Florida leads the nation in trying minors as adults. Nearly 165 out of every 100,000 juvenile cases are transferred to adult court in the state. This owes to the Florida’s direct file system, which gives prosecutors final say on whether to try a juvenile as an adult.
You can be tried as an adult in Florida in the following instances:
-You were at least 16 years old at the time of the crime, and were charged with a violent crime
-You have been charged with a forcible felony
-You used a stolen vehicle and committed seriously bodily harm or death to another person in the commission of the crime
-You have been charged with murder, aggravated assault, sexual battery, robbery, burglary, arson, or kidnapping
If you are a minor who has been arrested for any crime that falls into the above categories, you are in serious trouble and should take the matter seriously. If the prosecution decides to try you as an adult, you will lose all privileges of being a minor. A conviction will lead to sentencing as an adult. You will lose the right to a diversion program and go to prison. Your records will not be sealed; they will be made public for everyone, including prospective employers, to see.
In Florida, prosecutors will even try minors who committed non-violent crimes as adults. You should therefore take the threat of such a thing at face value. Indeed, the authorities may try to coax you into talking and confessing to what they think you did by threatening to try you as an adult. It is best that you say nothing and call for a lawyer instead. An arrest does not amount to a conviction. You are innocent until proven guilty, and you still have a Fifth Amendment right to remain silent.
Prosecutors may or may not decide to try you as an adult, but you don’t want to take any chances. You should only answer questions when your lawyer is present. Your attorney will counsel you on how to respond to each query put to you.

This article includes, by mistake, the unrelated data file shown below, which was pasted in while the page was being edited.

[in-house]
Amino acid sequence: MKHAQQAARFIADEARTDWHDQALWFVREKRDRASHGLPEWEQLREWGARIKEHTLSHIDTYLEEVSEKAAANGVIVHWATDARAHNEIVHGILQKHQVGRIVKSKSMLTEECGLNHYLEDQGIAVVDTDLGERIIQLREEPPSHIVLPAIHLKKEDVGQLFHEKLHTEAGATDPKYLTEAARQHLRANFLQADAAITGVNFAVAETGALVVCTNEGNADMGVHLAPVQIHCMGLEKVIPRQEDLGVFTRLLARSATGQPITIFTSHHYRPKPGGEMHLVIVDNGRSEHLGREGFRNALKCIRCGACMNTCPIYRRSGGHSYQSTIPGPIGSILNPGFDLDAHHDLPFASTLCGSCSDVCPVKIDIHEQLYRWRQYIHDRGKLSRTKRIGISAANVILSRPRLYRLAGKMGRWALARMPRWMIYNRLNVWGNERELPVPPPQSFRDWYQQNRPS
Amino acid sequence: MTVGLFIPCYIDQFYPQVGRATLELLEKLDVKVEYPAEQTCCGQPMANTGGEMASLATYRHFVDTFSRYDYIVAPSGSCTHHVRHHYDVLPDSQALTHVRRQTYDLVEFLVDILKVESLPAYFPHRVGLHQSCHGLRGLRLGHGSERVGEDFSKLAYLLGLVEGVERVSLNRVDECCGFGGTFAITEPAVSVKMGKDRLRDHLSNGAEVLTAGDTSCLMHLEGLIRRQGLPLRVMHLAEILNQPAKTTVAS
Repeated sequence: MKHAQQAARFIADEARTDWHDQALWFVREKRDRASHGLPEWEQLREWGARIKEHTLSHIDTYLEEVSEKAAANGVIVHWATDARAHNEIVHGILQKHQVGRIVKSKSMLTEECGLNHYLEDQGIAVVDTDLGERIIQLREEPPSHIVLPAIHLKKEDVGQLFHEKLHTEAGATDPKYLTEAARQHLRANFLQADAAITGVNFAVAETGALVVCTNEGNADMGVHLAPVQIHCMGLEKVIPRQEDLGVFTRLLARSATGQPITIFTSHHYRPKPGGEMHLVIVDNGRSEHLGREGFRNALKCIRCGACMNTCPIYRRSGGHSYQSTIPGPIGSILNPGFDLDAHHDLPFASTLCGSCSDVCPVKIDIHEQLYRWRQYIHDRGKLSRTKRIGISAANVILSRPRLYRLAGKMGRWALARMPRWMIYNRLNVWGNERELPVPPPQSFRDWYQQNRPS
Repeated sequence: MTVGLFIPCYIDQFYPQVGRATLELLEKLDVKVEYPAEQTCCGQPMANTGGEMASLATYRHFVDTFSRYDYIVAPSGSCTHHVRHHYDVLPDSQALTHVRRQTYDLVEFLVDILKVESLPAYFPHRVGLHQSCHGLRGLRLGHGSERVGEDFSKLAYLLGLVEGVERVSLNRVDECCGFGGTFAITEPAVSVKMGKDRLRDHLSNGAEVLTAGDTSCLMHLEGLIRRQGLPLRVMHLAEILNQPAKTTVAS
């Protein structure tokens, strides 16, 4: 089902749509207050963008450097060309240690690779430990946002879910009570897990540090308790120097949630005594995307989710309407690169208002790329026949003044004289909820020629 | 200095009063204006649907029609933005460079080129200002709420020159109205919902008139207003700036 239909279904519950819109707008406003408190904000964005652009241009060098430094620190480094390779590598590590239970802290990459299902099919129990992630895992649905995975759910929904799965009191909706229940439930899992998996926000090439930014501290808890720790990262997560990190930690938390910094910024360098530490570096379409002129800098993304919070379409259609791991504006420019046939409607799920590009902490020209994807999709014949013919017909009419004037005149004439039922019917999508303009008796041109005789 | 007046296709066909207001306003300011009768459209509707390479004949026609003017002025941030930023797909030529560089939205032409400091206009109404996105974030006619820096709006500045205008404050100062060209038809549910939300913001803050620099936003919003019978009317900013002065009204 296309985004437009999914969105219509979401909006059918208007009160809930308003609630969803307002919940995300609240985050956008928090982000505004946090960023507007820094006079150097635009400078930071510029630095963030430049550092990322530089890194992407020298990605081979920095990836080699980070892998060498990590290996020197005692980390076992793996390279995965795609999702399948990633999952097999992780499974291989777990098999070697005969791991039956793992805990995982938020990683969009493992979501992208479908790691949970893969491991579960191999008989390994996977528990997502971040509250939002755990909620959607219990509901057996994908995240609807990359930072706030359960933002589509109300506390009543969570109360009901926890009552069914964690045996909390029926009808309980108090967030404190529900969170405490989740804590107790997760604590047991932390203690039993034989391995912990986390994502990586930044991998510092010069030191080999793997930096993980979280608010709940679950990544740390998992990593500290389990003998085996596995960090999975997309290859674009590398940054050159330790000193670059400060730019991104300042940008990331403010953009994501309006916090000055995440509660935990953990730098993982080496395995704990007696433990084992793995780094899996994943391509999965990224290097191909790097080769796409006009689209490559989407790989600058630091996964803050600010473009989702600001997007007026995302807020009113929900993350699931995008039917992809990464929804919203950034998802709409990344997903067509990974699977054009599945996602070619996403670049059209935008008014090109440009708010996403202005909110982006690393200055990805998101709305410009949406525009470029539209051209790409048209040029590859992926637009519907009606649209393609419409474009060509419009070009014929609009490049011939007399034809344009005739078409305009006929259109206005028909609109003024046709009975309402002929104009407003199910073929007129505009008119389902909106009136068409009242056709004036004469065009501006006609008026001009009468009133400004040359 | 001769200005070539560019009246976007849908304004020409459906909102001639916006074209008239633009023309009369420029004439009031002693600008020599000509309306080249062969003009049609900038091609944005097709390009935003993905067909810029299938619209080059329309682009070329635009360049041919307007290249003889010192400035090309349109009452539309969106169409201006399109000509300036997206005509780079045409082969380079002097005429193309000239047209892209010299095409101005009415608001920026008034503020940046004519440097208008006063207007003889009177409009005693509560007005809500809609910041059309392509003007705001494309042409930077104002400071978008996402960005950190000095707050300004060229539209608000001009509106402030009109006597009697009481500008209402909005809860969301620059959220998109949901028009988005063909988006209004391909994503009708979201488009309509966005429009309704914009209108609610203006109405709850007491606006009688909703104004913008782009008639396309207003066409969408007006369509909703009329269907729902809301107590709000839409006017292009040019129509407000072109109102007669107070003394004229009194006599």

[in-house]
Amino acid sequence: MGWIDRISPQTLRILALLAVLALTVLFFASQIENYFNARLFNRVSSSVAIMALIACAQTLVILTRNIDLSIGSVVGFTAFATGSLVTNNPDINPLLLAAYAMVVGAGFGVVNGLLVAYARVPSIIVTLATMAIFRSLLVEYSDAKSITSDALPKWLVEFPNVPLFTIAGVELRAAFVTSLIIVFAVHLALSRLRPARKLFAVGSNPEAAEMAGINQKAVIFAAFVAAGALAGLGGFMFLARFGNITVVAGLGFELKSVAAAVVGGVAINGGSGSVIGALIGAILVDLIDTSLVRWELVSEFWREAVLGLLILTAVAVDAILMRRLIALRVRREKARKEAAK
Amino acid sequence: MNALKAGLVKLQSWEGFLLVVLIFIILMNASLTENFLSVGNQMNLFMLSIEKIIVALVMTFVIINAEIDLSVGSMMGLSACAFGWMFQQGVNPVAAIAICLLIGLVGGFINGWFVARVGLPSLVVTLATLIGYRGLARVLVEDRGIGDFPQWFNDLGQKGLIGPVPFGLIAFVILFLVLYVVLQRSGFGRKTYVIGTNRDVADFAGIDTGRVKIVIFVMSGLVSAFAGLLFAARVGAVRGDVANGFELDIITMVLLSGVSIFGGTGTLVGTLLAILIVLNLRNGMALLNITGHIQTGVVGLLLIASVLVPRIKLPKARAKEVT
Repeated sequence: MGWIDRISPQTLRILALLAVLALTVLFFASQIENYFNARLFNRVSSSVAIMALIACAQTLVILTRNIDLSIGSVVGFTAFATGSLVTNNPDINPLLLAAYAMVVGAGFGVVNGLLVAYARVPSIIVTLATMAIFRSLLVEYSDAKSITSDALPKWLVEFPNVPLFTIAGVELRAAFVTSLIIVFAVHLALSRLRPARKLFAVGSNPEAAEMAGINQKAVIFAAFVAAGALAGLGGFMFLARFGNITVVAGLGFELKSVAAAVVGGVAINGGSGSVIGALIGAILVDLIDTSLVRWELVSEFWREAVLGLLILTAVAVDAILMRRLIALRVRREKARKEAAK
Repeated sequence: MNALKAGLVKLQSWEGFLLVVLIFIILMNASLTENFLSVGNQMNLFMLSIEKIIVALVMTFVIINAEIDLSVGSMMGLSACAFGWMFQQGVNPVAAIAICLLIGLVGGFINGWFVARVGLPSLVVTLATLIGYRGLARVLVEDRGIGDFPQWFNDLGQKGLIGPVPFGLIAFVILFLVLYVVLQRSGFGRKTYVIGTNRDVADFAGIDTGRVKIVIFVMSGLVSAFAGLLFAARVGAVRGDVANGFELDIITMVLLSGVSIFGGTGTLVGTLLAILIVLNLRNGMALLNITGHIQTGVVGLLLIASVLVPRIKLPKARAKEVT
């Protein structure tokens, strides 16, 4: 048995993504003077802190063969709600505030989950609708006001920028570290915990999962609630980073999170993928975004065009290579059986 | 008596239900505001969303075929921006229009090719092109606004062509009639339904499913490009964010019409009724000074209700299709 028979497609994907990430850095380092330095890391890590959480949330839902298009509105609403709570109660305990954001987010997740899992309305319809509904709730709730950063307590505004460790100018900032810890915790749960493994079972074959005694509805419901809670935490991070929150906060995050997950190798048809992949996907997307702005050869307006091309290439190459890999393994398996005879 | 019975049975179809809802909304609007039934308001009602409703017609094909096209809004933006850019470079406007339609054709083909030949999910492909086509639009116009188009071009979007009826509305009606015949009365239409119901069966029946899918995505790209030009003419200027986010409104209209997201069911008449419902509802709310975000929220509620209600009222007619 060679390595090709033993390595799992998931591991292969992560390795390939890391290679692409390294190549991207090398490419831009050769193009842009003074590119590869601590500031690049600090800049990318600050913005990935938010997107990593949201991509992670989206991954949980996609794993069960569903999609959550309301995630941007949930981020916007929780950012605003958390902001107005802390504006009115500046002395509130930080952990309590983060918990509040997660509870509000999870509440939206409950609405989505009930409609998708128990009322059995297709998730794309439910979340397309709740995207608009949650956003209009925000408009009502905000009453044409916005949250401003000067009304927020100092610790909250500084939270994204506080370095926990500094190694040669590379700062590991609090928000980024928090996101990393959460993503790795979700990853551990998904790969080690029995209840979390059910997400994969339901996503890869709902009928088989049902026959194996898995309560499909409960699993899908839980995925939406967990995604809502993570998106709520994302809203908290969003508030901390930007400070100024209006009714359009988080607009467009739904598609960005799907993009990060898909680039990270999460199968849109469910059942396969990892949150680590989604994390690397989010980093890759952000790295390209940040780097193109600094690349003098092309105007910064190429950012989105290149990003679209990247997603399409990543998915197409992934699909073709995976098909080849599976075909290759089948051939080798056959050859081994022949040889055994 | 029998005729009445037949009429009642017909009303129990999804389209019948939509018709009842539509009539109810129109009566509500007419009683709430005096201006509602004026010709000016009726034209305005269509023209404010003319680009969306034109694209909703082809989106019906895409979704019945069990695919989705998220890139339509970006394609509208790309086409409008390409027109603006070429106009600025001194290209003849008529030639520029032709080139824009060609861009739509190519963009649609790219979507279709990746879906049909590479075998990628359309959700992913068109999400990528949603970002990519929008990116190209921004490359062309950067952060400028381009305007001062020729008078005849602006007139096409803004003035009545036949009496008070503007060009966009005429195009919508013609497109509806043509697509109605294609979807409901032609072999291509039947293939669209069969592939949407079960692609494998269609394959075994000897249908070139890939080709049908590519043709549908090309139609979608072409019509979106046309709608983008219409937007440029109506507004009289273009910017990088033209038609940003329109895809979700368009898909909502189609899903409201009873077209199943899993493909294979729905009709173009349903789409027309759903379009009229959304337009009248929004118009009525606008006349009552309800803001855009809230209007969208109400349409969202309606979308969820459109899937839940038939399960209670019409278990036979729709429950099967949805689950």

It may be the case that you have been swept up in a larger police operation that happened to target the place you were staying or the people you were with. This occurs all the time. Police often work on imperfect information. When they move in to make an arrest, they do not always know who and who was not involved in the crime.
William Hanlon criminal defense lawyer in St Petersburg can help you out of such trouble. If you are innocent, your attorney can help you clear yourself of the charges. One of the first orders of business for your lawyer is to look at what the police have on you. Law enforcement officials often exaggerate the evidence they have against the people they have in custody. And if they are working on a complex case, they may be reluctant to let anyone they arrested go. However, you cannot be kept in jail because it is convenient for the police. If they have no evidence connecting you to the crime, then your lawyer can arrange for your release.
However, if the police do have something on you, then the case will have to move forward. At that point, your lawyer will begin developing your legal strategy. They will be eager to listen to your side of the story, from which they will start to put together your defense. As part of this effort, your lawyer will launch their own investigation into the circumstances surrounding the crime you have been accused of. They will also look hard at the methods used by law enforcement to collect evidence and carry out the arrest. Your lawyer will point out the shortcomings of evidence and the unsoundness of argument in the prosecution’s case. Doing so can lead to a positive outcome for you.